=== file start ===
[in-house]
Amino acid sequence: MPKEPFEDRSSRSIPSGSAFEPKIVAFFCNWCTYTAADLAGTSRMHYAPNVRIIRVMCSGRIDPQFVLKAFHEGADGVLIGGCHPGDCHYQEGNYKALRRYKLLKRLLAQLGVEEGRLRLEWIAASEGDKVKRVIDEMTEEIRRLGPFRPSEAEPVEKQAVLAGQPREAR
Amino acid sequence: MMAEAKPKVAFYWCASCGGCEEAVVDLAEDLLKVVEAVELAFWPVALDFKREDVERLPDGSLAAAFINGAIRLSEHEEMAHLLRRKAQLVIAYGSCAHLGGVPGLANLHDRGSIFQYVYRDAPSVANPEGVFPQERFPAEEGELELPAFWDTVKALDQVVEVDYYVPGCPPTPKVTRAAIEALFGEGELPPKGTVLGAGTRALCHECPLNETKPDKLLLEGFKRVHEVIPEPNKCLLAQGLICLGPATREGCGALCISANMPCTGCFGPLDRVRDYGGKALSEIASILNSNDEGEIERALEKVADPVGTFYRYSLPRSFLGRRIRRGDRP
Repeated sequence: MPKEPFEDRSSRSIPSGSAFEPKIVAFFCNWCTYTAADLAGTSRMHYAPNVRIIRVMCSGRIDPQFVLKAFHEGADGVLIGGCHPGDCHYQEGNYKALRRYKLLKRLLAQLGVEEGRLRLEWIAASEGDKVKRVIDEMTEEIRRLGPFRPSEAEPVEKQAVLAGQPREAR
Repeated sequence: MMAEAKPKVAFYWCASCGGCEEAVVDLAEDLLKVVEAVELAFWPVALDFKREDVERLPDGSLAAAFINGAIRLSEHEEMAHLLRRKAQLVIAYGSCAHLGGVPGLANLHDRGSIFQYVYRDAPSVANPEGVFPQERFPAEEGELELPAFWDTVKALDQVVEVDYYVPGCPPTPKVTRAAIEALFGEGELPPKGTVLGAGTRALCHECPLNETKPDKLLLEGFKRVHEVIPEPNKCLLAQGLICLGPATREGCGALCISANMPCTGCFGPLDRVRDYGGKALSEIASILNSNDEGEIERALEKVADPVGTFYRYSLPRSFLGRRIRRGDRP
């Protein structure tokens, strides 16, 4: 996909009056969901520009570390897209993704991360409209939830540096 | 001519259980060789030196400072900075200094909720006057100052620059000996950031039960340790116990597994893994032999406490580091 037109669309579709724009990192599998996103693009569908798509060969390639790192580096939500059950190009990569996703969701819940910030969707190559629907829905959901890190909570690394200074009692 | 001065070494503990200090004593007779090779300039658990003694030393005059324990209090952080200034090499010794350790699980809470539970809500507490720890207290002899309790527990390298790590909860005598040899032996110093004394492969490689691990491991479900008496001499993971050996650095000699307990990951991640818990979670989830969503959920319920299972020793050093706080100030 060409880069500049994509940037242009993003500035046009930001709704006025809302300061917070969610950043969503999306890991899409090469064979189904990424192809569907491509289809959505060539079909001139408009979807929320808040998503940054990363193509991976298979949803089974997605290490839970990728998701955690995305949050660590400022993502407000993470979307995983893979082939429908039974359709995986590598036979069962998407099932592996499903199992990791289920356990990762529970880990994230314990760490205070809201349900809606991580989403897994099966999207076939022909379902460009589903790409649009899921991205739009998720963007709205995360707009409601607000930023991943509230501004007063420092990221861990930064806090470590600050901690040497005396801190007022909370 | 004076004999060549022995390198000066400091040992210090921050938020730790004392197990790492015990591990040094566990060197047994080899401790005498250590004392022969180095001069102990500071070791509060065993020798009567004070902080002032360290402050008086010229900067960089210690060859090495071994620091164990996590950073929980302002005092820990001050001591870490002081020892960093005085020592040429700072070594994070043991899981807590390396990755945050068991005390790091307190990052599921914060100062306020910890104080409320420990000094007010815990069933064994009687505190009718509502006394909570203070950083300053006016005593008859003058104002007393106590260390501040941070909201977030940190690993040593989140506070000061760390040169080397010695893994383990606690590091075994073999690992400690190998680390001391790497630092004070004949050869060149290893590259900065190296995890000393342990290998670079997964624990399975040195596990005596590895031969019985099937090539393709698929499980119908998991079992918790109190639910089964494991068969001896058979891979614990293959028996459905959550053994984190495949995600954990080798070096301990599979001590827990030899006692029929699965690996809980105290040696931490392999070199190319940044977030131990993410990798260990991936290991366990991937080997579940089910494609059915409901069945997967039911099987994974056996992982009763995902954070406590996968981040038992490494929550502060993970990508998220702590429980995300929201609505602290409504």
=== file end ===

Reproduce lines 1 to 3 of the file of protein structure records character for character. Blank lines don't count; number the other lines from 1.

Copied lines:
[in-house]
Amino acid sequence: MPKEPFEDRSSRSIPSGSAFEPKIVAFFCNWCTYTAADLAGTSRMHYAPNVRIIRVMCSGRIDPQFVLKAFHEGADGVLIGGCHPGDCHYQEGNYKALRRYKLLKRLLAQLGVEEGRLRLEWIAASEGDKVKRVIDEMTEEIRRLGPFRPSEAEPVEKQAVLAGQPREAR
Amino acid sequence: MMAEAKPKVAFYWCASCGGCEEAVVDLAEDLLKVVEAVELAFWPVALDFKREDVERLPDGSLAAAFINGAIRLSEHEEMAHLLRRKAQLVIAYGSCAHLGGVPGLANLHDRGSIFQYVYRDAPSVANPEGVFPQERFPAEEGELELPAFWDTVKALDQVVEVDYYVPGCPPTPKVTRAAIEALFGEGELPPKGTVLGAGTRALCHECPLNETKPDKLLLEGFKRVHEVIPEPNKCLLAQGLICLGPATREGCGALCISANMPCTGCFGPLDRVRDYGGKALSEIASILNSNDEGEIERALEKVADPVGTFYRYSLPRSFLGRRIRRGDRP